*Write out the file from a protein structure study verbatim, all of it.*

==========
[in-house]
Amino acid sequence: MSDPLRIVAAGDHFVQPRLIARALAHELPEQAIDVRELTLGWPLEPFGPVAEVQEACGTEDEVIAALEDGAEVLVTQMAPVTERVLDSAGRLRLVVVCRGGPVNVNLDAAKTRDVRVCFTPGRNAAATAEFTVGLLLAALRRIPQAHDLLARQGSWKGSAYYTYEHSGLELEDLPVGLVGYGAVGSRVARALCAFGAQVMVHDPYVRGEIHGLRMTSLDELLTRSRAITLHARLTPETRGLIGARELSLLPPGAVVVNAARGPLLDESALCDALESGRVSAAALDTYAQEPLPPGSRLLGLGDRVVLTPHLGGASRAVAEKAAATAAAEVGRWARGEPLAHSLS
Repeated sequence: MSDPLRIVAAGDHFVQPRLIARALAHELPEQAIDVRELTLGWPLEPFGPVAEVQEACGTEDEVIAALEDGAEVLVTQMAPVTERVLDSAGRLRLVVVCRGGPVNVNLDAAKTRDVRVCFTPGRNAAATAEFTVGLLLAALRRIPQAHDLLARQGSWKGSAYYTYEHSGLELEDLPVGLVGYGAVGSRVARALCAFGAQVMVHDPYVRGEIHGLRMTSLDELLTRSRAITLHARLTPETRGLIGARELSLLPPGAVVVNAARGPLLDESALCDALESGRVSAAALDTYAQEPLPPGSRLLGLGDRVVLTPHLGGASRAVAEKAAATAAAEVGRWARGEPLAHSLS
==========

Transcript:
[in-house]
Amino acid sequence: MSDPLRIVAAGDHFVQPRLIARALAHELPEQAIDVRELTLGWPLEPFGPVAEVQEACGTEDEVIAALEDGAEVLVTQMAPVTERVLDSAGRLRLVVVCRGGPVNVNLDAAKTRDVRVCFTPGRNAAATAEFTVGLLLAALRRIPQAHDLLARQGSWKGSAYYTYEHSGLELEDLPVGLVGYGAVGSRVARALCAFGAQVMVHDPYVRGEIHGLRMTSLDELLTRSRAITLHARLTPETRGLIGARELSLLPPGAVVVNAARGPLLDESALCDALESGRVSAAALDTYAQEPLPPGSRLLGLGDRVVLTPHLGGASRAVAEKAAATAAAEVGRWARGEPLAHSLS
Repeated sequence: MSDPLRIVAAGDHFVQPRLIARALAHELPEQAIDVRELTLGWPLEPFGPVAEVQEACGTEDEVIAALEDGAEVLVTQMAPVTERVLDSAGRLRLVVVCRGGPVNVNLDAAKTRDVRVCFTPGRNAAATAEFTVGLLLAALRRIPQAHDLLARQGSWKGSAYYTYEHSGLELEDLPVGLVGYGAVGSRVARALCAFGAQVMVHDPYVRGEIHGLRMTSLDELLTRSRAITLHARLTPETRGLIGARELSLLPPGAVVVNAARGPLLDESALCDALESGRVSAAALDTYAQEPLPPGSRLLGLGDRVVLTPHLGGASRAVAEKAAATAAAEVGRWARGEPLAHSLS